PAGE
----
What is interesting from a pure process perspective is that this task force is created under the aegis of the “big” ABA, not the Section on Legal Education. In other words, this group has a broad mandate from the larger association of American lawyers to delve into the current situation and to come forward with ideas and initiatives for consideration by the ABA. My prediction, and it is only that: If significant proposals emerge, they will gain traction at least in the public eye. And if the organization that has traditionally dealt with law school regulation — The Section, not the larger group — does not pursue these proposals in earnest, there will be serious tensions within the ABA.
All that said, the core matter is how best to gather input and evaluate ideas about our flawed system. There should be candid, strategic thinking from a variety of quarters. I welcome the good work and thinking of the Task Force (although I confess to a bit of anxiety about exactly what they will come up with!).
San Juan, Puerto Rico, is the locale for the annual gathering, under the auspices of the Association of American Law Schools, of the clinical law teachers. Northwestern Law has a large contingent of participants in this conference, including our great director, Tom Geraghty.
This conference gives us an opportunity to showcase the remarkable work of our Bluhm Legal Clinic, a clinical program whose breadth and depth is as impressive as any clinical program in the nation.
With the help of our clinical faculty and key administrators, we have been hard at work in developing a compelling narrative of financial support for our clinic while also crafting a strategy for the future of the clinic. In these times of serious scrutiny of the shape of legal education, focused attention on how to best develop and nurture live-client skills training is a high priority. Our clinical programs provide valuable platforms for the improvement of lawyer training. We welcome input from our alumni and other friends about how best to accomplish our ambitious goals.
To: Northwestern Law Community
From: Thomas F. Geraghty, Associate Dean and Director, Bluhm Legal Clinic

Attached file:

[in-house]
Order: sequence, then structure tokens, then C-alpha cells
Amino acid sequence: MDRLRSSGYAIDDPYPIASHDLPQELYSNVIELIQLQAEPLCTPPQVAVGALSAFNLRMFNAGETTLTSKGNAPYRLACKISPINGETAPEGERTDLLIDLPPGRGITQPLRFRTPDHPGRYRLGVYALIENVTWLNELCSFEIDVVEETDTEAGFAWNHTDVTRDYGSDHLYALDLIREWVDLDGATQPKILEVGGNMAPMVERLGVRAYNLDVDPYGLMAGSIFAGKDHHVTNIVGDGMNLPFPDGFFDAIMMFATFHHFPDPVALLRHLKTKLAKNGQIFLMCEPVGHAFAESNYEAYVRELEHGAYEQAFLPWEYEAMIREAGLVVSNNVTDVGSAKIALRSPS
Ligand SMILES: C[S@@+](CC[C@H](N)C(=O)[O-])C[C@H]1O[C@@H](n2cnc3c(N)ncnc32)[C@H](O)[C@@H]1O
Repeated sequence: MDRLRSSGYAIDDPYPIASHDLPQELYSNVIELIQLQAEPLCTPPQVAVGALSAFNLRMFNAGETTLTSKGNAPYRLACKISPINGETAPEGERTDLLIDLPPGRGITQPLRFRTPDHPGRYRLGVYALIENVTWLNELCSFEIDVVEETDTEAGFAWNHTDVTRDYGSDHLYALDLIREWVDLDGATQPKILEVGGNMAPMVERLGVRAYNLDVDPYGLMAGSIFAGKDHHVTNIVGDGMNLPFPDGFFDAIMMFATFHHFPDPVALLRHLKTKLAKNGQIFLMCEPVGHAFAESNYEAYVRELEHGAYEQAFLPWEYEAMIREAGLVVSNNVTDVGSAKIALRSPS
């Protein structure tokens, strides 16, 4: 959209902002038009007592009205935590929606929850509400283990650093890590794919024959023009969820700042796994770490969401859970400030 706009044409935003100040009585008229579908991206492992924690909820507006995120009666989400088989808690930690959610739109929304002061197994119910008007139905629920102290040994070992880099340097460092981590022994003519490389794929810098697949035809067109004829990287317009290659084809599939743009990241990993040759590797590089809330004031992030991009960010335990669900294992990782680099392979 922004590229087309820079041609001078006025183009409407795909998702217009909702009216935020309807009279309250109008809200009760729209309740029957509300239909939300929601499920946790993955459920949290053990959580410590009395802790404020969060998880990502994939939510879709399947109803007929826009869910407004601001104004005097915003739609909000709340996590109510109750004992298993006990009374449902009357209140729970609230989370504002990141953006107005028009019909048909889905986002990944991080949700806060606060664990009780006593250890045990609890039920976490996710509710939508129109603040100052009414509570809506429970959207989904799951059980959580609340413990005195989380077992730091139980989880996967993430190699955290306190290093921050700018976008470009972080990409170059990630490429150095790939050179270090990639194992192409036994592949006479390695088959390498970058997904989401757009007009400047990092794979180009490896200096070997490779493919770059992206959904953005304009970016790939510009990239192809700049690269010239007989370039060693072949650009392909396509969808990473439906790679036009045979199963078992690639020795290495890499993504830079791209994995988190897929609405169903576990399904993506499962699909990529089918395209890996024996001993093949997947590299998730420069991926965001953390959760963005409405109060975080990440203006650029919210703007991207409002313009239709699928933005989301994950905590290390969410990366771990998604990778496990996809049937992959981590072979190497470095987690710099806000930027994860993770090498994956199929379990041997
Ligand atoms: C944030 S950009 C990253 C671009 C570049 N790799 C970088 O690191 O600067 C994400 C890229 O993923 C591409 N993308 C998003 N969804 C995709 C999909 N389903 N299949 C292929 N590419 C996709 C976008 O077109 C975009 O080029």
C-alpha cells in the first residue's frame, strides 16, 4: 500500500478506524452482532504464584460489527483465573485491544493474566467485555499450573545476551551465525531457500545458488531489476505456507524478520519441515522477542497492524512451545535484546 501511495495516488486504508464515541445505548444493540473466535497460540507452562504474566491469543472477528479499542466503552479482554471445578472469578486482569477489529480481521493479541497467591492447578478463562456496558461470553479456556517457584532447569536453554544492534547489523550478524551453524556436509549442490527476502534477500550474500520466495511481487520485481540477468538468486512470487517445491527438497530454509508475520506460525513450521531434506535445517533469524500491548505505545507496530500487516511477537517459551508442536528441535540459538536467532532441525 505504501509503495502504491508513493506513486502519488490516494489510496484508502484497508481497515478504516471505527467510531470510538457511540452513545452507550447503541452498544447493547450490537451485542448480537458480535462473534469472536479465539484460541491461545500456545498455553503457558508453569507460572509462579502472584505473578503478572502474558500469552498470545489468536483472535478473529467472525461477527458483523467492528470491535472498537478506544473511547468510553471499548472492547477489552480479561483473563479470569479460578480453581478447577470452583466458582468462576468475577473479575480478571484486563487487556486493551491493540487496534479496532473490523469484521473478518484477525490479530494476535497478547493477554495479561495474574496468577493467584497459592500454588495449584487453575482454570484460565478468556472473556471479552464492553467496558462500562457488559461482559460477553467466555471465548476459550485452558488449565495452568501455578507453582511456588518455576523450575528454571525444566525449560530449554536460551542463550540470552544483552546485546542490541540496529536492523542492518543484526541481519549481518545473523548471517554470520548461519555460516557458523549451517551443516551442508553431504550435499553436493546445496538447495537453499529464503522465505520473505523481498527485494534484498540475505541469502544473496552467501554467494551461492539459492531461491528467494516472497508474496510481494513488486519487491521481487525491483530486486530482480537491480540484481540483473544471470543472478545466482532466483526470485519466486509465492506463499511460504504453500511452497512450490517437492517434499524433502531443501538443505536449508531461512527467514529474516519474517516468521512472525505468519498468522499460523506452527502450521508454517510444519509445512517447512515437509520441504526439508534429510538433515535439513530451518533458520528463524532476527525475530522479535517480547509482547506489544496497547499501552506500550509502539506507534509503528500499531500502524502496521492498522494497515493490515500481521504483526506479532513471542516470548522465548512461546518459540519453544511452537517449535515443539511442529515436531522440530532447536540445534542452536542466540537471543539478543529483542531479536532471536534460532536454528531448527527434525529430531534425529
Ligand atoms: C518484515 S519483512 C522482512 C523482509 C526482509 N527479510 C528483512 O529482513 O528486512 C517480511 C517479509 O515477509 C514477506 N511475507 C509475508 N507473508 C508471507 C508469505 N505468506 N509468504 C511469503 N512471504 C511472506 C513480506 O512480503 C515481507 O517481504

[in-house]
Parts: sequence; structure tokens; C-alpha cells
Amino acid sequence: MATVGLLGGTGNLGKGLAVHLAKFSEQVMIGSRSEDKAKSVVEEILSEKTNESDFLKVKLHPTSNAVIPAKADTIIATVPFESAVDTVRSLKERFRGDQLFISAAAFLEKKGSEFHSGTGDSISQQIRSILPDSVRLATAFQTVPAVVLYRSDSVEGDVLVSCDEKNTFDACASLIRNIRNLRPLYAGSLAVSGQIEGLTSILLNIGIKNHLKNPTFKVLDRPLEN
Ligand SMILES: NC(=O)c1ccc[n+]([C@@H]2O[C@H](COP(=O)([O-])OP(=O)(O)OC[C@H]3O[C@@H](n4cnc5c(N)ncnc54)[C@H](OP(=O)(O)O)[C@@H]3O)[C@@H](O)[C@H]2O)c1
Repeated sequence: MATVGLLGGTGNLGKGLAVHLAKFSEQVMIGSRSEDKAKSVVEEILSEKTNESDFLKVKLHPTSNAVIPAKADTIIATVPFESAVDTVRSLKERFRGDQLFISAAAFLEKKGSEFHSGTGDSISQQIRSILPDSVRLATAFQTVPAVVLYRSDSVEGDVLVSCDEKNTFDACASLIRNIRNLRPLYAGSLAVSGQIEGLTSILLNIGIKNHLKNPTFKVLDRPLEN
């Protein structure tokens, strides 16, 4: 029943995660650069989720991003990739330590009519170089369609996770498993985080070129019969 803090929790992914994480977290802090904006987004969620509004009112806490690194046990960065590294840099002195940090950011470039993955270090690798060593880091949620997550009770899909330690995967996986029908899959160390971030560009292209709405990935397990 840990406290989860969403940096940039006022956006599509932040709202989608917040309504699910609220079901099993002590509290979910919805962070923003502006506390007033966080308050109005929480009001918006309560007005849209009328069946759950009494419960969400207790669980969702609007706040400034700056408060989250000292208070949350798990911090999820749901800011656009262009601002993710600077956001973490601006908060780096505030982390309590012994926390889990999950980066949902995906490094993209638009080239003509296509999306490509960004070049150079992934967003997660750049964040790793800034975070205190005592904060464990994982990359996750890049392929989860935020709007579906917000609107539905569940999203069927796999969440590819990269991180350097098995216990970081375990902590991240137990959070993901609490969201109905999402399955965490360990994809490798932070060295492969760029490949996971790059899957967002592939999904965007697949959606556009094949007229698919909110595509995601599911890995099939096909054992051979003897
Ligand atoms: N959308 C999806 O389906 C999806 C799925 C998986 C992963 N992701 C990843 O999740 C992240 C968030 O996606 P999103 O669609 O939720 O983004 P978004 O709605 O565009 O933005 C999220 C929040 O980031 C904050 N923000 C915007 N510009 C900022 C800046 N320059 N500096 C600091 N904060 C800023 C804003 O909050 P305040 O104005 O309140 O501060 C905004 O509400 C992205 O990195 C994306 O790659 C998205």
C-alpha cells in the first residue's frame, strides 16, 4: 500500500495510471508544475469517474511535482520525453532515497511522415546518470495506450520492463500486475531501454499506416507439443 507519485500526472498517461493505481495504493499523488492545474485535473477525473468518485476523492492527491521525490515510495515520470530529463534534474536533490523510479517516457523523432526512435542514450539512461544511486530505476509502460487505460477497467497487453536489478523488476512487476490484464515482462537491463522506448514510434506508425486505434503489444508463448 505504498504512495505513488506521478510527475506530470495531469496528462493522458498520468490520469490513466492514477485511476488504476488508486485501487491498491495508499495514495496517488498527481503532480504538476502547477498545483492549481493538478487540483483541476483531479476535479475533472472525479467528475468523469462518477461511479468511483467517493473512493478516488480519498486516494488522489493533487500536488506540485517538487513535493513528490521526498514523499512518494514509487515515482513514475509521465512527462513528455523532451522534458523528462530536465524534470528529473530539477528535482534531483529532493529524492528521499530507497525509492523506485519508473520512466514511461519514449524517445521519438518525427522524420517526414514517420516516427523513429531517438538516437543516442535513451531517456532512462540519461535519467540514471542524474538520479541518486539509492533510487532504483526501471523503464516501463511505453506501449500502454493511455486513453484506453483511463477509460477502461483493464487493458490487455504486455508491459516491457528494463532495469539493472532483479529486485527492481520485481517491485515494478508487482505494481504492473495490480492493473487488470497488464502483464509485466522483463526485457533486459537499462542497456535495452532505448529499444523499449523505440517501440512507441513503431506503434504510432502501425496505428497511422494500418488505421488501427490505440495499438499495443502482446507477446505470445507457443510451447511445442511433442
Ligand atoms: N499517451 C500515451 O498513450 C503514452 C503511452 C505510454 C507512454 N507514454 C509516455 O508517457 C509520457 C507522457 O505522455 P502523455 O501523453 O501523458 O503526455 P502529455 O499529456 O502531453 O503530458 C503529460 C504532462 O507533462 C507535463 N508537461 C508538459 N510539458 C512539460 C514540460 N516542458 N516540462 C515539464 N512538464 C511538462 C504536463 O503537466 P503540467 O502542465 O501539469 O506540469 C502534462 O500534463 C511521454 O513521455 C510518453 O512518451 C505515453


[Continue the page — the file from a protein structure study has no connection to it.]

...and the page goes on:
Northwestern teams, coached by Esther Barron, Director of the Bluhm Legal Clinic’s Entrepreneurship Law Center, stole the show at the 2013 Rice Business Plan Competition, which is self-described as the world’s richest and largest business plan competition. SiNode and BriteSeed won 1st and 2nd place and also each received several other awards and cash prizes. SiNode won $811,000 and BriteSeed won $238,000 in investments and awards. Two of BriteSeed’s four co-founders have ties to the Law School.
BriteSeed has developed a technology that detects blood vessels during surgeries which helps surgeons avoid making dangerous cuts. The BriteSeed team exemplifies Northwestern’s interdisciplinary approach to entrepreneurship education. Jonathan Gunn (class of ’13) studied patent and entrepreneurship law and also holds a doctorate in biomaterials and nanotechnology. Jonathan has published over 15 peer-reviewed articles and performed research in nanopartible-based imaging and wound-healing applications. Muneeb Bokhari (class of ’12) is an associate at Foley & Lardner. Before joining Northwestern Law, Muneeb worked in the technology industry for ten years, where he gained experience with several early stage startups as well as large multi-national firms. Fellow co-founder, Paul Fehrenbacher is a fourth-year medical student at the Northwestern University Feinberg School of Medicine. Before helping to establish BriteSeed, Paul served as Director of Pre-clinical Evaluation and Guidance at Wildcat Venture Management, a Chicago-based biotech company. Lastly, Mayank Vijayvergia is a masters student in Biomedical Engineering at Northwestern, where he has performed research in magnetic resonance elastography for non-invasive diagnoses of varying diseases. Esther Barron, Director of the Northwestern Entrepreneurship Law Center, proudly served as the team’s faculty advisor.